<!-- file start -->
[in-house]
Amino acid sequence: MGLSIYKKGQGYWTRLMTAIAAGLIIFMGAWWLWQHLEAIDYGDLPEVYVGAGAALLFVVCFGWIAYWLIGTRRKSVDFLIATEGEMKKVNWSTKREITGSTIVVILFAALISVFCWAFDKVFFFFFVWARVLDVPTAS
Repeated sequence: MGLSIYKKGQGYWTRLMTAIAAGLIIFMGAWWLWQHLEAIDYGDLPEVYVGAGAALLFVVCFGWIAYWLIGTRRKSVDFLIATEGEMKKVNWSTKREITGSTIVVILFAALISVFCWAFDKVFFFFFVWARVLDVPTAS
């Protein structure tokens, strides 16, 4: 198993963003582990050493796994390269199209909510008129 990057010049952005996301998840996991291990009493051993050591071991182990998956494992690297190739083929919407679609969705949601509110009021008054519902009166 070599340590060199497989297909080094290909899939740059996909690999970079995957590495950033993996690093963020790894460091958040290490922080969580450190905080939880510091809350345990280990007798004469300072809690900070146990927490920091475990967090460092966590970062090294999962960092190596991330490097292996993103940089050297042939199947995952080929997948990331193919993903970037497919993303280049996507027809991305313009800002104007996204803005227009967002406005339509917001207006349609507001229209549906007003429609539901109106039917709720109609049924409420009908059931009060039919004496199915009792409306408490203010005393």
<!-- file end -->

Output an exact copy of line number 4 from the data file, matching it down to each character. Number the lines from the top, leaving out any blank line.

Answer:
């Protein structure tokens, strides 16, 4: 198993963003582990050493796994390269199209909510008129 990057010049952005996301998840996991291990009493051993050591071991182990998956494992690297190739083929919407679609969705949601509110009021008054519902009166 070599340590060199497989297909080094290909899939740059996909690999970079995957590495950033993996690093963020790894460091958040290490922080969580450190905080939880510091809350345990280990007798004469300072809690900070146990927490920091475990967090460092966590970062090294999962960092190596991330490097292996993103940089050297042939199947995952080929997948990331193919993903970037497919993303280049996507027809991305313009800002104007996204803005227009967002406005339509917001207006349609507001229209549906007003429609539901109106039917709720109609049924409420009908059931009060039919004496199915009792409306408490203010005393």